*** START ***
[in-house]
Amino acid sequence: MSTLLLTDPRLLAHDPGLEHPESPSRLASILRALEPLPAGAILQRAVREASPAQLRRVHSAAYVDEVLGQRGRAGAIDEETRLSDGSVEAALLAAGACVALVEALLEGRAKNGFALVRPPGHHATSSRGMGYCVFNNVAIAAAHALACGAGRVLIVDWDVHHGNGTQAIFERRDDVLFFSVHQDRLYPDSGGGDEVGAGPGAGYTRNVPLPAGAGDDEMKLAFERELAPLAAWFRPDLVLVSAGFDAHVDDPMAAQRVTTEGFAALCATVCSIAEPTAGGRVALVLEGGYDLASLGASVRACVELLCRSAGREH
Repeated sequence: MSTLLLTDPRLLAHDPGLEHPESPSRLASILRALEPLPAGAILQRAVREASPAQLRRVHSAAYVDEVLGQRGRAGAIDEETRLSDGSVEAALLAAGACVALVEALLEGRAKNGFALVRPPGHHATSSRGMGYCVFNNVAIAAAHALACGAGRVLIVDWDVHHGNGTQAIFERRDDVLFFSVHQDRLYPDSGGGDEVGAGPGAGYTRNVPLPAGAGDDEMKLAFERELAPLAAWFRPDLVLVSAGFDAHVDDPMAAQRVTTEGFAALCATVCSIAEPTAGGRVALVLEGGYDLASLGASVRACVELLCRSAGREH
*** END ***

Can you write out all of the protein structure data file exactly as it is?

[in-house]
Amino acid sequence: MSTLLLTDPRLLAHDPGLEHPESPSRLASILRALEPLPAGAILQRAVREASPAQLRRVHSAAYVDEVLGQRGRAGAIDEETRLSDGSVEAALLAAGACVALVEALLEGRAKNGFALVRPPGHHATSSRGMGYCVFNNVAIAAAHALACGAGRVLIVDWDVHHGNGTQAIFERRDDVLFFSVHQDRLYPDSGGGDEVGAGPGAGYTRNVPLPAGAGDDEMKLAFERELAPLAAWFRPDLVLVSAGFDAHVDDPMAAQRVTTEGFAALCATVCSIAEPTAGGRVALVLEGGYDLASLGASVRACVELLCRSAGREH
Repeated sequence: MSTLLLTDPRLLAHDPGLEHPESPSRLASILRALEPLPAGAILQRAVREASPAQLRRVHSAAYVDEVLGQRGRAGAIDEETRLSDGSVEAALLAAGACVALVEALLEGRAKNGFALVRPPGHHATSSRGMGYCVFNNVAIAAAHALACGAGRVLIVDWDVHHGNGTQAIFERRDDVLFFSVHQDRLYPDSGGGDEVGAGPGAGYTRNVPLPAGAGDDEMKLAFERELAPLAAWFRPDLVLVSAGFDAHVDDPMAAQRVTTEGFAALCATVCSIAEPTAGGRVALVLEGGYDLASLGASVRACVELLCRSAGREH